Nonfiction > Lionel Strachey, et al., eds. > The World’s Wit and Humor > Greek, Roman & Oriental
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The World’s Wit and Humor: An Encyclopedia in 15 Volumes.  1906.
Vol. XV: Greek—Roman—Oriental
 
On Praise and Punishments
By Horace (65–8 B.C.)
 
From “Satires,” translated by John Conington

ALL singers have a fault: if asked to use
Their talent among friends, they never choose;
Unask’d, they ne’er leave off. Just such a one
Tigellius was, Sardinia’s famous son.
Cæsar, who could have forced him to obey,        5
By his sire’s friendship and his own might pray,
Yet not draw forth a note; then, if the whim
Took him, he’d troll a bacchanalian hymn
From top to bottom of the tetrachord,
Till the last course was set upon the board.        10
One mass of inconsistence, oft he’d fly
As if the foe were following in full cry,
While oft he’d stalk with a majestic gait,
Like Juno’s priest in ceremonial state.
Now, he would keep two hundred serving-men,        15
And now, a bare establishment of ten.
Of kings and tetrarchs with an equal’s air
He’d talk; next day he’d breathe the hermit’s prayer:
“A table with three legs, a shell to hold
My salt, and clothes, though coarse, to keep out cold.”        20
Yet give this man, so frugal, so content,
A thousand, in a week ’twould all be spent.
All night he would sit up, all day would snore;
So strange a jumble ne’er was seen before.
  “Hold!” some one cries, “have you no failings?” Yes,        25
Failings enough, but different, maybe less.
One day when Mænius happened to attack
Novius the usurer behind his back,
“Do you not know yourself?” said one, “or think
That if you play the stranger, we shall wink?”        30
“Not know myself!” he answered; “you say true:
I do not; so I take a stranger’s due.”
Self-love like this is knavish and absurd,
And well deserves a damnatory word.
You glance at your own faults—your eyes are blear;        35
You eye your neighbor’s—straightway you see clear,
Like hawk or basilisk; your neighbors pry
Into your frailties with as keen an eye.
A man is passionate, perhaps misplaced
In social circles of fastidious taste;        40
His ill-trimmed beard, his dress of uncouth style,
His shoes ill-fitting, may provoke a smile;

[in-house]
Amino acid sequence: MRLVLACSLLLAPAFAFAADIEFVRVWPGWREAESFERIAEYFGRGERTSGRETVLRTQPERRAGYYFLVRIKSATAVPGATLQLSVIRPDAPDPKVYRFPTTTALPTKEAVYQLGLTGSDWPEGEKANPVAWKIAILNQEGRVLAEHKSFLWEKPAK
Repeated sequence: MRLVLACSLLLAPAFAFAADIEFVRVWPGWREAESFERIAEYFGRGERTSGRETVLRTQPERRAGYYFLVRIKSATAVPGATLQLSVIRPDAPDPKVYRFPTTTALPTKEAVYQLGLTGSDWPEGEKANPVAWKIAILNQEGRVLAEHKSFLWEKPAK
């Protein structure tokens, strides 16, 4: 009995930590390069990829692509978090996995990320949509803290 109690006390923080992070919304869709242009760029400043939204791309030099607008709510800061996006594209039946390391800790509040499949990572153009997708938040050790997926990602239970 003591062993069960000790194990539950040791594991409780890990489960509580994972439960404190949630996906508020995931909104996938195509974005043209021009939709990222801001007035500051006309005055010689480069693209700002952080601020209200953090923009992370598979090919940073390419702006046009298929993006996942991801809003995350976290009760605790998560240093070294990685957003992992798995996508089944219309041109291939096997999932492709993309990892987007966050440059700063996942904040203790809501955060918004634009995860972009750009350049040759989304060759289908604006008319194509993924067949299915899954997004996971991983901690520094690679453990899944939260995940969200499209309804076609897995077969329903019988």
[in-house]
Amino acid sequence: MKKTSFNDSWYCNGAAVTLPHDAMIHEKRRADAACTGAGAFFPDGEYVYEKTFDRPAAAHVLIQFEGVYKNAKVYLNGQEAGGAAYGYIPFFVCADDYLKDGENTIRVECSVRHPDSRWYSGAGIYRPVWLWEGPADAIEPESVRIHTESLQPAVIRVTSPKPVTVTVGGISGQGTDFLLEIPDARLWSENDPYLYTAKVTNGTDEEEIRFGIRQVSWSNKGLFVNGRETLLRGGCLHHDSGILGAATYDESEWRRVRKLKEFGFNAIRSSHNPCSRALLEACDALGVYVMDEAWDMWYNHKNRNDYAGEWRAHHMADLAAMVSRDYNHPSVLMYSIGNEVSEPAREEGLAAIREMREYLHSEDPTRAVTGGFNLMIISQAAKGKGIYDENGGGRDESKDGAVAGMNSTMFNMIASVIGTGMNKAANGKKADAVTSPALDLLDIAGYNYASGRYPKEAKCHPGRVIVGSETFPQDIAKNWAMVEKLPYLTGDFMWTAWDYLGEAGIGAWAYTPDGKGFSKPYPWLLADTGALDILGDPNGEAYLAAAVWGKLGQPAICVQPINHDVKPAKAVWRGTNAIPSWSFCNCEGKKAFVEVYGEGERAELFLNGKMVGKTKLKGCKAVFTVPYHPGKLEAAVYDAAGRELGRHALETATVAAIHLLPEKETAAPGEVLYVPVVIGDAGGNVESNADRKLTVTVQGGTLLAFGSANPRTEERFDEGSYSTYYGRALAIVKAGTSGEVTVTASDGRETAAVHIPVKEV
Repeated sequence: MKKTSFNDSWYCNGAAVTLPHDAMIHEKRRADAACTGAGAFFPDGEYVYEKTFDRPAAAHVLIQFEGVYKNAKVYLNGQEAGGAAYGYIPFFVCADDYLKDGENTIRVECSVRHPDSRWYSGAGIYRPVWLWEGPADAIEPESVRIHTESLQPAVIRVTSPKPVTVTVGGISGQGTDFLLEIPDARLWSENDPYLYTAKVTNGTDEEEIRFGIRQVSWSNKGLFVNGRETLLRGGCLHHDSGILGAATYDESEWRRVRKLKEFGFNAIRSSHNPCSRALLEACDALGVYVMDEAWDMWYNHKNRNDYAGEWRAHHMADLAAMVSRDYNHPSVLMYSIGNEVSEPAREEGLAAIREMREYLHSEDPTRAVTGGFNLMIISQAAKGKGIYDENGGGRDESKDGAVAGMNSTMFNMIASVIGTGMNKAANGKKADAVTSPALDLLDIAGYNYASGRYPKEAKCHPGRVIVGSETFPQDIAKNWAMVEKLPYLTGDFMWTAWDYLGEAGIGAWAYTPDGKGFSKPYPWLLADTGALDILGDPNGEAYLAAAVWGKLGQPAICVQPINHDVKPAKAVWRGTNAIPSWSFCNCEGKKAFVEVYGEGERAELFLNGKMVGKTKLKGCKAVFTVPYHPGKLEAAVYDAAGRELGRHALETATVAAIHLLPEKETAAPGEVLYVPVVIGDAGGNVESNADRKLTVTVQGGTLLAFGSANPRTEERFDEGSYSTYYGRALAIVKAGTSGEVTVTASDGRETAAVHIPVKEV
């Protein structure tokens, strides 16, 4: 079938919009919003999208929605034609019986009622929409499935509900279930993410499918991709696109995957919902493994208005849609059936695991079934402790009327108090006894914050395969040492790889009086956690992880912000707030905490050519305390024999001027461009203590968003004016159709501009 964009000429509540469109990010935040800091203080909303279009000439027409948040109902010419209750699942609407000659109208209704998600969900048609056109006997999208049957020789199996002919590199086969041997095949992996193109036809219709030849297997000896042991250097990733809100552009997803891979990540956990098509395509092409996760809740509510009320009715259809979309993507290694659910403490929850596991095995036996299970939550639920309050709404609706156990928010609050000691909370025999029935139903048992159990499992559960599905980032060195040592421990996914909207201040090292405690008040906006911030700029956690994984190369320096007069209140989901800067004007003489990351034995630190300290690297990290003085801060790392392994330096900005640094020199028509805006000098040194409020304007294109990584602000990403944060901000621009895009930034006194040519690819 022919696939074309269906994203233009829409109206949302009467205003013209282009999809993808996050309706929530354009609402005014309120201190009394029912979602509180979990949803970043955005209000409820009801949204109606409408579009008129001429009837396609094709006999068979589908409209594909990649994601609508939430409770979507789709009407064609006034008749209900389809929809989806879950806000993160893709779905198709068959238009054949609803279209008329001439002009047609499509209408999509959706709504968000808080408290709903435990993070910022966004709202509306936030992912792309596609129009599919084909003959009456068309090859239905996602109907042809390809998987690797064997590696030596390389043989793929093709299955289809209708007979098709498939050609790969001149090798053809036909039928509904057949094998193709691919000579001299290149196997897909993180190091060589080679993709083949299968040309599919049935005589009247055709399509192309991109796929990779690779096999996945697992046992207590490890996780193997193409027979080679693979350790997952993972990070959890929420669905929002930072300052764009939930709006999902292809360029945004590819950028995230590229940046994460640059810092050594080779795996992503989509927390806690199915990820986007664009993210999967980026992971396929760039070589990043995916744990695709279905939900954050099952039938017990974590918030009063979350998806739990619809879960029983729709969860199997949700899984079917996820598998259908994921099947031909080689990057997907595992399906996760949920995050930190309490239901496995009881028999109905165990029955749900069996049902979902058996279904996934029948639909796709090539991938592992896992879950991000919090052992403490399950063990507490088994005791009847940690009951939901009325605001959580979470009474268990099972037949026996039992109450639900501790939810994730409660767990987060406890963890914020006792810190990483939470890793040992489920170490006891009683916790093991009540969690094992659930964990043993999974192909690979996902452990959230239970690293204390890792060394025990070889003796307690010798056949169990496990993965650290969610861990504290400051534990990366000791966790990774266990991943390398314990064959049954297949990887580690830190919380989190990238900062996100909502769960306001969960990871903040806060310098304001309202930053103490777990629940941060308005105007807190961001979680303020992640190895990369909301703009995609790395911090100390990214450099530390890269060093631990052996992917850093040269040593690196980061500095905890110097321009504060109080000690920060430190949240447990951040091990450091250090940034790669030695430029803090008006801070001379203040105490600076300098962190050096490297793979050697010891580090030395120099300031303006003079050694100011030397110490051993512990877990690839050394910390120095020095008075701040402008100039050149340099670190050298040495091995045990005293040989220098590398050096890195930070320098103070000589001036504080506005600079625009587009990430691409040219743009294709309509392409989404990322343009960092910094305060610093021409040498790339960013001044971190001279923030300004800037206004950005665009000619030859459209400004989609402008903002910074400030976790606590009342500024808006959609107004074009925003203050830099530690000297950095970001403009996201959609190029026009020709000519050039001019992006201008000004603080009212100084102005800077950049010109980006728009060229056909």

But he’s the soul of virtue; but he’s kind;
But that coarse body hides a mighty mind.
Now, having scanned his breast, inspect your own,        45
And see if there no failings have been sown
By Nature or by habit, as the fern
Springs in neglected fields, for men to burn.
  True love, we know, is blind; defects that blight
The loved one’s charms escape the lover’s sight—        50
Nay, pass for beauties, as Balbinus glows
With admiration of his Hagna’s nose.
Ah, if in friendship we e’en did the same,
And virtue cloaked the error with her name!
Come, let us learn how friends at friends should look,        55
By a leaf taken from a father’s book.
Has the dear child a squint? at home he’s classed
With Venus’ self: “Her eyes have just that cast.”
Is he a dwarf, like Sisyphus? His sire
Calls him “Sweet pet,” and would not have him higher;        60
Gives Varus’ name to knock-kneed boys, and dubs
His club-foot youngster, Scaurus, king of clubs.
E’en so let us our neighbors’ frailties scan:
A friend is close—call him a careful man;
Another’s vain, and fond of boasting—say        65
He talks in an engaging, friendly way;
A third is a barbarian, rude and free—
Straightforward and courageous let him be;
A fourth is apt to break into a flame—
An ardent spirit, make we that his name.        70
This is the sovereign recipe, be sure,
To win men’s hearts, and, having won, secure.
  But we put virtue down to vice’s score,
And foul the vessel that was clean before.
See, here’s a modest man, who ranks too low        75
In his own judgment; him we nickname slow.
Another, ever on his guard, takes care
No enemy shall catch him unaware
(Small wonder, truly, in a world like this,
Beset with dogs that growl and snakes that hiss);        80
We turn his merit to a fault, and style
His prudence mere disguise, his caution guile.
Or take some honest soul, who, full of glee,
Breaks on a patron’s solitude, like me,
Finds his Mæcenas book in hand or dumb,        85
And pokes him with remarks, the first that come;
We cry, “He lacks e’en common tact!” Alas!
What hasty laws against ourselves we pass!
For none is born without his faults; the best